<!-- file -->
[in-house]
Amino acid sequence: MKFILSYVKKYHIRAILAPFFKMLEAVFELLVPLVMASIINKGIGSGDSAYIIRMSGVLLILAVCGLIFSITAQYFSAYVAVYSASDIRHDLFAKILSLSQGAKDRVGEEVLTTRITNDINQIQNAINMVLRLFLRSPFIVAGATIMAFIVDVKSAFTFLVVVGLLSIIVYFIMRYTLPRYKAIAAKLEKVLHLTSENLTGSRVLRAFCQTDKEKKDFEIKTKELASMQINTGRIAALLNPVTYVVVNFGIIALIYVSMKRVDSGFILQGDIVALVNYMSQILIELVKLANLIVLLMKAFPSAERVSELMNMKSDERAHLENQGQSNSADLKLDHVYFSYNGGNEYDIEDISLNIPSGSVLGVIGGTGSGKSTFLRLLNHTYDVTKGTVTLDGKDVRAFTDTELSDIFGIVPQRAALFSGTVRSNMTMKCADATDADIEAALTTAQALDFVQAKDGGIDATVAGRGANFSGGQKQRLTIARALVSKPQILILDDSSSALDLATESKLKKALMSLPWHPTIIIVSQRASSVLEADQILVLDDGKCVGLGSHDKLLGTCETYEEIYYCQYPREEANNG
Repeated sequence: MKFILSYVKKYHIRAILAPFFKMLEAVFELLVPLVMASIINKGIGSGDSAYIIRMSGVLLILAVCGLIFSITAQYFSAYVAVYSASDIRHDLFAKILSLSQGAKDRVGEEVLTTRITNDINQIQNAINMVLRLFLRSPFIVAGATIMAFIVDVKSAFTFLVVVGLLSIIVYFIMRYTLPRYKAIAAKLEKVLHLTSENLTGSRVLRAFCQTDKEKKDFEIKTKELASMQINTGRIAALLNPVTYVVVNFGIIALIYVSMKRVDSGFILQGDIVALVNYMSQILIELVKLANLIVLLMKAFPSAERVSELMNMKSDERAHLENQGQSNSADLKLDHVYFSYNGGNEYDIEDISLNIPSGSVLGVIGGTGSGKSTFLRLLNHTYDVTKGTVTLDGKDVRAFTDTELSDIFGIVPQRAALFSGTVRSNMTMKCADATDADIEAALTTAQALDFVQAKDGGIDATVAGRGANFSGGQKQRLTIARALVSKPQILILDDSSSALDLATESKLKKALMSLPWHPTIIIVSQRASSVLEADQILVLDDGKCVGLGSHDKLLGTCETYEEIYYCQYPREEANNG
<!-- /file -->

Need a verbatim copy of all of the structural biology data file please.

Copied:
[in-house]
Amino acid sequence: MKFILSYVKKYHIRAILAPFFKMLEAVFELLVPLVMASIINKGIGSGDSAYIIRMSGVLLILAVCGLIFSITAQYFSAYVAVYSASDIRHDLFAKILSLSQGAKDRVGEEVLTTRITNDINQIQNAINMVLRLFLRSPFIVAGATIMAFIVDVKSAFTFLVVVGLLSIIVYFIMRYTLPRYKAIAAKLEKVLHLTSENLTGSRVLRAFCQTDKEKKDFEIKTKELASMQINTGRIAALLNPVTYVVVNFGIIALIYVSMKRVDSGFILQGDIVALVNYMSQILIELVKLANLIVLLMKAFPSAERVSELMNMKSDERAHLENQGQSNSADLKLDHVYFSYNGGNEYDIEDISLNIPSGSVLGVIGGTGSGKSTFLRLLNHTYDVTKGTVTLDGKDVRAFTDTELSDIFGIVPQRAALFSGTVRSNMTMKCADATDADIEAALTTAQALDFVQAKDGGIDATVAGRGANFSGGQKQRLTIARALVSKPQILILDDSSSALDLATESKLKKALMSLPWHPTIIIVSQRASSVLEADQILVLDDGKCVGLGSHDKLLGTCETYEEIYYCQYPREEANNG
Repeated sequence: MKFILSYVKKYHIRAILAPFFKMLEAVFELLVPLVMASIINKGIGSGDSAYIIRMSGVLLILAVCGLIFSITAQYFSAYVAVYSASDIRHDLFAKILSLSQGAKDRVGEEVLTTRITNDINQIQNAINMVLRLFLRSPFIVAGATIMAFIVDVKSAFTFLVVVGLLSIIVYFIMRYTLPRYKAIAAKLEKVLHLTSENLTGSRVLRAFCQTDKEKKDFEIKTKELASMQINTGRIAALLNPVTYVVVNFGIIALIYVSMKRVDSGFILQGDIVALVNYMSQILIELVKLANLIVLLMKAFPSAERVSELMNMKSDERAHLENQGQSNSADLKLDHVYFSYNGGNEYDIEDISLNIPSGSVLGVIGGTGSGKSTFLRLLNHTYDVTKGTVTLDGKDVRAFTDTELSDIFGIVPQRAALFSGTVRSNMTMKCADATDADIEAALTTAQALDFVQAKDGGIDATVAGRGANFSGGQKQRLTIARALVSKPQILILDDSSSALDLATESKLKKALMSLPWHPTIIIVSQRASSVLEADQILVLDDGKCVGLGSHDKLLGTCETYEEIYYCQYPREEANNG